“In this we know that we love the offspring [te/kna] of God:
when we would love God and do His e)ntolai/.”

The Johannine writings use the singular and plural of the noun e)ntolh/ interchangeably. The use of the plural (e)ntolai/) can be misleading, especially when translated as “command(ment)s”, since it suggests that a set of ethical-religious commands is in view, such as the regulations, etc, of the Torah. However, as I have repeatedly maintained, within the theological and religious worldview of the Johannine writings, there is just one e)ntolh/—viz., one duty/requirement placed on us (as believers) to fulfill. But this is a duty with two components (3:23); thus it can be viewed either as a single e)ntolh/ with two aspects, or as two e)ntolai/. Regardless of the use of the singular or plural, the meaning is the same.

If we, as believers, truly love God and fulfill our duty (e)ntolh/), then we can be sure (“know”) that we do, in fact, love our fellow believers. The love of our fellow believers follows as a natural consequence of our love of God. Again, this principle is expressed by way of the birth/offspring motif—if we love God the Father, as His children, we will also love all His other children (with whom we are related, through the Spirit). In verse 2, loving God and fulfilling the duty of trust/love seem to be presented as two separate, but related, actions; however, as verse 3 makes clear, there is really no separation—love of God is love of God’s offspring, principally because it is God’s own love that we possess:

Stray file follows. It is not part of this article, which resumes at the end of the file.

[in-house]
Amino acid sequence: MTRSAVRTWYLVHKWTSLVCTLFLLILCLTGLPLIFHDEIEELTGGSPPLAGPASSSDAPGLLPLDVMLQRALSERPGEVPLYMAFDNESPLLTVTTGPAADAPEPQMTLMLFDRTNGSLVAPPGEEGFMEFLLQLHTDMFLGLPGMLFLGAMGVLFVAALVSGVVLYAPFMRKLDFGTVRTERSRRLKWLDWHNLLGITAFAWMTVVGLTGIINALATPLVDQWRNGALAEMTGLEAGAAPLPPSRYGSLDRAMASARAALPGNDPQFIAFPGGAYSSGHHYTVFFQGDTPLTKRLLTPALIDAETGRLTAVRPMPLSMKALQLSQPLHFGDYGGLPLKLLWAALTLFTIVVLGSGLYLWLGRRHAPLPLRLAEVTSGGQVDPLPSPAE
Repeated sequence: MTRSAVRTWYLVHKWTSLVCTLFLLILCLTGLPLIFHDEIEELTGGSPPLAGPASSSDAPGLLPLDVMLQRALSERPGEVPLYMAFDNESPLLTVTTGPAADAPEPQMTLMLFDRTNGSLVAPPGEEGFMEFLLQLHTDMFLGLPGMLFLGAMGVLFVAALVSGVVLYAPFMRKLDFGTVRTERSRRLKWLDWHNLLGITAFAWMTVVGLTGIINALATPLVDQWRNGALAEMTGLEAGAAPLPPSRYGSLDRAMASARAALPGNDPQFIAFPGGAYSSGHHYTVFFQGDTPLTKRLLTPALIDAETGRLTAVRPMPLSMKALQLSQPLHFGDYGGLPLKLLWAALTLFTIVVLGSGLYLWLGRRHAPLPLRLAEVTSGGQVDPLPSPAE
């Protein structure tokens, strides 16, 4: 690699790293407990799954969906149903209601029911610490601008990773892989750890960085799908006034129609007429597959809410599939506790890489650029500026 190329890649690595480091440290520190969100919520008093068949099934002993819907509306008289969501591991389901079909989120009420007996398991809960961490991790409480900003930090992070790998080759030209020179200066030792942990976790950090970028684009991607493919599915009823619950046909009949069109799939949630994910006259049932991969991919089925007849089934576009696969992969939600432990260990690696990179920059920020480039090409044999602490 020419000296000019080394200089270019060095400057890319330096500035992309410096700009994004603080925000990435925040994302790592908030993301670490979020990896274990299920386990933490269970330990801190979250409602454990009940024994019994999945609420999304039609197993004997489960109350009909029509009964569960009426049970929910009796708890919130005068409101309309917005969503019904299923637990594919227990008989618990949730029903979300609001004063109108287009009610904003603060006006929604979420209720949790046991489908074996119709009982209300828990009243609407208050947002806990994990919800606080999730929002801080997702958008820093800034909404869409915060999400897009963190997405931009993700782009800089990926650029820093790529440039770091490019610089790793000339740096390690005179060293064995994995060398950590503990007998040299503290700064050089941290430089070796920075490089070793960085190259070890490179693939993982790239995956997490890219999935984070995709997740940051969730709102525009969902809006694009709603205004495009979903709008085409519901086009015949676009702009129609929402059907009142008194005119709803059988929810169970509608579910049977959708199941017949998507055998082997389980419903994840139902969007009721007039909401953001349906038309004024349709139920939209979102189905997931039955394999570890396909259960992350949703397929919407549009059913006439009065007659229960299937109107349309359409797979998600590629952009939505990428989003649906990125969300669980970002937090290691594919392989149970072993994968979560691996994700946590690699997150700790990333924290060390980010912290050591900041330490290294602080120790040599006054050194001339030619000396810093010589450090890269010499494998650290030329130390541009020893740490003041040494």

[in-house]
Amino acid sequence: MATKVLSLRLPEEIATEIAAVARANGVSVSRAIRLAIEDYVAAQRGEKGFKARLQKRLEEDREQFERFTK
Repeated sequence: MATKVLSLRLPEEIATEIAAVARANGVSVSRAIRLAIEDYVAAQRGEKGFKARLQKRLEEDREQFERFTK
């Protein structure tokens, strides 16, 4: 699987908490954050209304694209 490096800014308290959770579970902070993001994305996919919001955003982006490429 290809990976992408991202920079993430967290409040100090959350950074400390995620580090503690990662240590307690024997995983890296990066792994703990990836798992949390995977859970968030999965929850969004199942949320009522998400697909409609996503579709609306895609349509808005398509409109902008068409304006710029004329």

“For this is the love of God: that we should watch over His e)ntolai/—and His e)ntolai/ are not weighing (heavy on us).”

The qualifying statement in 3c is reminiscent of Jesus’ famous words in Matthew 11:30. The ‘lightness’ here could allude to the fact that just a single (two-fold) duty (or ‘command’) is involved. From the standpoint of the Johannine theology, however, the proper explanation relates to the nature of our union with God the Father and Jesus the Son. Our fulfillment of the e)ntolh/ (or e)ntolai/) is enabled by the abiding presence of the Father and Son in us (through the Spirit). God’s own love abides in us, and thus we are able to love, as long as we remain in Him (and His love). The same is true with regard to the aspect of trust, as the author discusses in vv. 4b-12. The main point at issue, and the crux of the author’s message in 1 John, is the need for believers to remain in God, by remaining the Son—specifically, in the truth of who he is (viz., “trust”), and in his love. The “antichrist” opponents have not remained, but have departed from the truth (and from love); the same may be said for all other false believers.

In the next daily note, we will look at verse 4a (along with the following vv. 4b-5), which brings the section to a close, with a further reiteration of the birth/offspring theme.

References above marked “von Wahlde” are to Urban C. von Wahlde, The Gospel and Letters of John. Volume 3: Commentary on the Three Johannine Letters, Eerdmans Critical Commentary (2010).
See also the same author’s fine study on the use of e)ntolh/ in the Johannine writings, The Johannine Commandments: 1 John and the Struggle for the Johannine Tradition (Paulist Press: 1990).